Good news: traffic deaths in Seattle were down significantly in 2018,
according to SDOT according to the latest available data from SDOT. But we’re still far from Vision Zero.
Please note that collision data for 2018 is incomplete, as reporting is still in progress. The data in this story was released on December 19, 2018 and downloaded on December 25, 2018. The City’s internal data collection is ongoing.
Ten people were killed in collisions
this last year, down from 19 the previous year, the 2010s annual average of 19, and a decade-high 27 in 2016.
In 2018, more people were killed traveling by car than any other mode. That’s the norm in Seattle. In the 2010s, nearly 60% of people who died in traffic in Seattle were killed while driving or riding in a car.
Over the course of the 2010s, the average day saw 38 collisions across town. So it’s no surprise that collisions happen everywhere in Seattle.
However, some intersections and blocks are more dangerous than others. Highway 99 and Rainier Avenue South are particular standouts. Downtown, as a whole, is by far the most dangerous place to get around.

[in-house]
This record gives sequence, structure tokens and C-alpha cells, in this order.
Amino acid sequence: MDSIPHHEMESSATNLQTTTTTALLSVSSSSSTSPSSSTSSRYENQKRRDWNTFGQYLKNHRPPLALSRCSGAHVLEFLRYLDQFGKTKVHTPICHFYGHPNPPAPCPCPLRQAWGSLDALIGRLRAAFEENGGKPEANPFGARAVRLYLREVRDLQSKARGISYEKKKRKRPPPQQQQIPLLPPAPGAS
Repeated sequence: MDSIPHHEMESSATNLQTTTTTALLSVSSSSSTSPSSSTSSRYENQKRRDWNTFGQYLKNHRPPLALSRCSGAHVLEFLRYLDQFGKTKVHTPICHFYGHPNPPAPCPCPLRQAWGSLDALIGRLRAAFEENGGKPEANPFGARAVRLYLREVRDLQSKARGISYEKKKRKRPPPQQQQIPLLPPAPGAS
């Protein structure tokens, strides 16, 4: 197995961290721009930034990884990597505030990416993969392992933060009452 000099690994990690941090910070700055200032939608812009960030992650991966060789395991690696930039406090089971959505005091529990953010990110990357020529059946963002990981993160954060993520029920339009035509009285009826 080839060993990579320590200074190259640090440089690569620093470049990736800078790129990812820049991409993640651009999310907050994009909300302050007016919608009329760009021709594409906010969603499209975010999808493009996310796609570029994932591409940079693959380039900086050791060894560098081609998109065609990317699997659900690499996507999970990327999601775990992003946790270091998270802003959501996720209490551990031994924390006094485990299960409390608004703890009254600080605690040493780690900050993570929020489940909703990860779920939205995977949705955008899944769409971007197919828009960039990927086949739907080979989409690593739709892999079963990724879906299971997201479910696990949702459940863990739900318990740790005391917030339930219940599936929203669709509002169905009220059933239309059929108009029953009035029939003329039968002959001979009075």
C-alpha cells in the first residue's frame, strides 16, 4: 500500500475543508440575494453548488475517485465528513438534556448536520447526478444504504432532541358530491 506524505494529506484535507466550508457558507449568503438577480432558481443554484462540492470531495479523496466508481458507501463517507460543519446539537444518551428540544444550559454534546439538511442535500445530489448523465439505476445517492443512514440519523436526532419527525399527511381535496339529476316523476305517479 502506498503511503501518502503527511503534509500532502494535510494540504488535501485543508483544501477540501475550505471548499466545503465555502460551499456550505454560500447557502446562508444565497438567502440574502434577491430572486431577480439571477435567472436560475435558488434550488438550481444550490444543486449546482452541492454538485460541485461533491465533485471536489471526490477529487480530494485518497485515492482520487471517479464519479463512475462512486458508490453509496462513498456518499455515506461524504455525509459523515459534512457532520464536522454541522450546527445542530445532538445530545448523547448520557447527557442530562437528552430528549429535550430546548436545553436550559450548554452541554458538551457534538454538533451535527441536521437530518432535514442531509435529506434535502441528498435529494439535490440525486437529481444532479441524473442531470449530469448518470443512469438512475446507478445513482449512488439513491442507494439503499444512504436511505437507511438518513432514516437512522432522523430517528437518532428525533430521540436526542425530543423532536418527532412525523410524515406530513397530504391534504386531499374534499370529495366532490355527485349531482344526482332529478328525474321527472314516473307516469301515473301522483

Downtown, where people in Seattle walk the most, has seen the most collisions by cars and cycles with pedestrians. Rainier, Aurora, 45th Avenue North, Lake City Way Northeast, California Avenue Southwest, and Delridge Way Southwest are also notably dangerous places to walk.
Rainier is dangerous for its entire length. Highway 99 is especially bad on the Aurora Bridge and the Viaduct. Fortunately, the Viaduct is coming down, and rechannellization plans are in the works for Rainier.
However, the Aurora Bridge is just as dangerous as it was in 2015, when the horrific Ride the Ducks collision killed five people and injured 78 others.
The high-volume highway has no median, and the city and the state were fighting over who should pay for installing one. As of June, no plan to fix the bridge was even in development.
Of course, the Viaduct was identified as a similar threat to life and limb about 20 years ago, and it’s only now being demolished. So expect an improved bridge in 2040 or so.
Notes on the data
Each location is aggregated for the entire time period of the data set: if separate collisions happened in the same place in 2010 and 2014, they have been combined into the same point. Each location is geolocated using coordinates supplied by SDOT. The dataset was last updated on December 19, 2018.